Arctic Meltdown

Scientists have assembled some hard, not-so-cold facts about climate change in the Arctic.

Over the past 100 years, things have been heating up in the Arctic, as evidenced by a long list of startling statistics: Arctic air temperatures are higher than they have been in four centuries, Alaskan glaciers are retreating at unprecedented rates, the sea-ice cover has lost up to 40% of its thickness, permafrost has started to thaw, and the snow-free season has lengthened by several days each decade since the 1970's.

To cope with this constellation of changes, several federal agencies have begun to coordinate their Arctic studies in a program called SEARCH (Study of Environmental Arctic Change.) Their research will shed light on not just the Arctic, but the entire planet, since the polar regions control the earth's heat balance. As long as the highly reflective ice cover in the Arctic is in tact, it will continue to send sunlight back into space, keeping the Arctic cool. But as it begins to melt and shrink, less light will be reflected, and global temperatures will begin to rise.

Since each change in the Arctic climate sets off a complex chain of reactions, predicting the future state of the region is a challenge. For instance, about 600 cubic miles of carbon are currently trapped in cold storage under the Arctic Tundra. As temperatures rise, the tundra is beginning to release carbon dioxide, which works like an insulator to trap the sun's heat. However, warmer temperatures may also mean more plant growth, which could provide a new way for the tundra to take in carbon dioxide.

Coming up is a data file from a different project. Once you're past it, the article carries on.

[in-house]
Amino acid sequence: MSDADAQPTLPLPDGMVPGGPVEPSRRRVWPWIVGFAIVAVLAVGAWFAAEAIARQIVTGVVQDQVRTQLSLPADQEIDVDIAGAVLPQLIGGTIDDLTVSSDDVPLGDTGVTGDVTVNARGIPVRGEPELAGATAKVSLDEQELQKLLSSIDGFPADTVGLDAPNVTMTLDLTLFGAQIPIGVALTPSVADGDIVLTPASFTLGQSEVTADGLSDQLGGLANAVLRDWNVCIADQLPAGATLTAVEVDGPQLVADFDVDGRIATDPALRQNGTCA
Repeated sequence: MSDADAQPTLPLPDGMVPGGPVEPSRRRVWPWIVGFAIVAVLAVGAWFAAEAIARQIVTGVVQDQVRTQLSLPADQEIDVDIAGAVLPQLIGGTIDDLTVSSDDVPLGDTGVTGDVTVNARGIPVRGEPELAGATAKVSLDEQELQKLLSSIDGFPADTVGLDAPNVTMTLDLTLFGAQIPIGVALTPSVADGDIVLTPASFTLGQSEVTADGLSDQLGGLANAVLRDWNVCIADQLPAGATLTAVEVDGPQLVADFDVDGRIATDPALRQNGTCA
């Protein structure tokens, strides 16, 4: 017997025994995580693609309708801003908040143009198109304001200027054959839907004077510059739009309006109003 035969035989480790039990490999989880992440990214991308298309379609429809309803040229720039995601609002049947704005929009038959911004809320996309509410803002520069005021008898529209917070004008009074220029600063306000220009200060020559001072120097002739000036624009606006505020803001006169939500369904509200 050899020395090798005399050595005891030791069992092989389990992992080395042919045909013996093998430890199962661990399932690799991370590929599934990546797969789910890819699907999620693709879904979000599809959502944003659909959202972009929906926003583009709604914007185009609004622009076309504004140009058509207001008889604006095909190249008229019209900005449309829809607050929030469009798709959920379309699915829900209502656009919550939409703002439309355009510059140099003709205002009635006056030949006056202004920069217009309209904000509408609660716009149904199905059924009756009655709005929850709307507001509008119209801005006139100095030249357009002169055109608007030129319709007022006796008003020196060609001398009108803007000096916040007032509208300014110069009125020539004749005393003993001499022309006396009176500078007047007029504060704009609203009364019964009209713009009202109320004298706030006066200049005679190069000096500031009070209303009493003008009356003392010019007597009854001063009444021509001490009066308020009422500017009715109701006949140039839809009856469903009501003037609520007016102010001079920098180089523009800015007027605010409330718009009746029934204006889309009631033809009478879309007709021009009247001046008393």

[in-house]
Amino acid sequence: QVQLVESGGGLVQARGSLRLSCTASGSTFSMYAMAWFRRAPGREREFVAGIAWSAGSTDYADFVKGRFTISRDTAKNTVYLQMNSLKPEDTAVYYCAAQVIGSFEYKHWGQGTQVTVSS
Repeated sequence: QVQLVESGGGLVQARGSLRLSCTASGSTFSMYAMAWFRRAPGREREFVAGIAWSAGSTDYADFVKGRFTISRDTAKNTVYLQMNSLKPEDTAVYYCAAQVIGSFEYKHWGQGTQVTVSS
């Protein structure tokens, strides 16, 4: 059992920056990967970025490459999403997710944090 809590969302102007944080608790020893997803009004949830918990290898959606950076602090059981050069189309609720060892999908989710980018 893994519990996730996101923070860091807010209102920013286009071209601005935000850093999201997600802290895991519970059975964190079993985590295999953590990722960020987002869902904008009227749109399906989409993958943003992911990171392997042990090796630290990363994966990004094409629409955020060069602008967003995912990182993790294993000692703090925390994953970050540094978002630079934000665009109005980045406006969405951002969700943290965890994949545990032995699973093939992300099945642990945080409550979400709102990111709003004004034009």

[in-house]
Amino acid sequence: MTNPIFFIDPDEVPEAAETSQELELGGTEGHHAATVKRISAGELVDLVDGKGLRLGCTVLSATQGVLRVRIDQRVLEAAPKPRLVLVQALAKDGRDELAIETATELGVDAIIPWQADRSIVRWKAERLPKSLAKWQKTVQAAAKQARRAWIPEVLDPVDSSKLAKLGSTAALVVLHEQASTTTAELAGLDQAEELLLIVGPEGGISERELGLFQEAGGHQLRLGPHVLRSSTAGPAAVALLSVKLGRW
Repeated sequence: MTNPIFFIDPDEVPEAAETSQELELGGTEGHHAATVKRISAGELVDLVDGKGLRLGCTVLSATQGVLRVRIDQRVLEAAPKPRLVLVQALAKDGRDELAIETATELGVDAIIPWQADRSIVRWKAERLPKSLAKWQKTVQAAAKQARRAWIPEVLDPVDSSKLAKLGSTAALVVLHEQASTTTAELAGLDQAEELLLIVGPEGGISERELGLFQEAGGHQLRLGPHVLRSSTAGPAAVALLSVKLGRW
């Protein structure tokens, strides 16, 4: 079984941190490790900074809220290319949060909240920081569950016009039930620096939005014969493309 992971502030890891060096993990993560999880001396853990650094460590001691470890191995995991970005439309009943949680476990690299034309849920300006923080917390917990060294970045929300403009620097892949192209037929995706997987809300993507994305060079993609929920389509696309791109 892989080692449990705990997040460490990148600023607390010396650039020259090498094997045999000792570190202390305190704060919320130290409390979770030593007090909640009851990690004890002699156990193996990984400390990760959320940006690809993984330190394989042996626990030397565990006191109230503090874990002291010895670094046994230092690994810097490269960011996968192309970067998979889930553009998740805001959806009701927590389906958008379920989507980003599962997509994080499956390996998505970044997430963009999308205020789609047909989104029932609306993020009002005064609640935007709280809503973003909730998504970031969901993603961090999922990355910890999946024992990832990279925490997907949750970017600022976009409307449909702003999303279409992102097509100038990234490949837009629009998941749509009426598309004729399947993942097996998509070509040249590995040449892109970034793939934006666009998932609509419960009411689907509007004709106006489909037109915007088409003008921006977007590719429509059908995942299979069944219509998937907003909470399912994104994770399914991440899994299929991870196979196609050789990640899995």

McCall Glacier has lost nearly 33 feet in depth over the past four decades. It is one of the most extensively studied glaciers in the circumpolar north for signs of climate change due to global warming. Photo: Suhankar Banerjee

These are several of the small, unnamed, retreating glaciers and recently deglacierized cirques and ridges in Alaska's Chugach Mountains. Much of the ice disappeared during the last few decades of the twentieth century. Note the fresh moraine deposits and the tarn lakes.
Photograph by Bruce F. Molnia, USGS.

Moose did not inhabit the North Slope of the Arctic Refuge until the 1940s and 50s, when gradual warming allowed dwarf willows, their main food source during winter months, to grow there. Photo: Suhankar Banerjee
Elevated ocean surface temperatures due to warming trends in recent years have led to increased evaporation and deeper than usual snow on the coastal plain, making foraging difficult for both muskox and caribou.
Photo: Suhankar Banerjee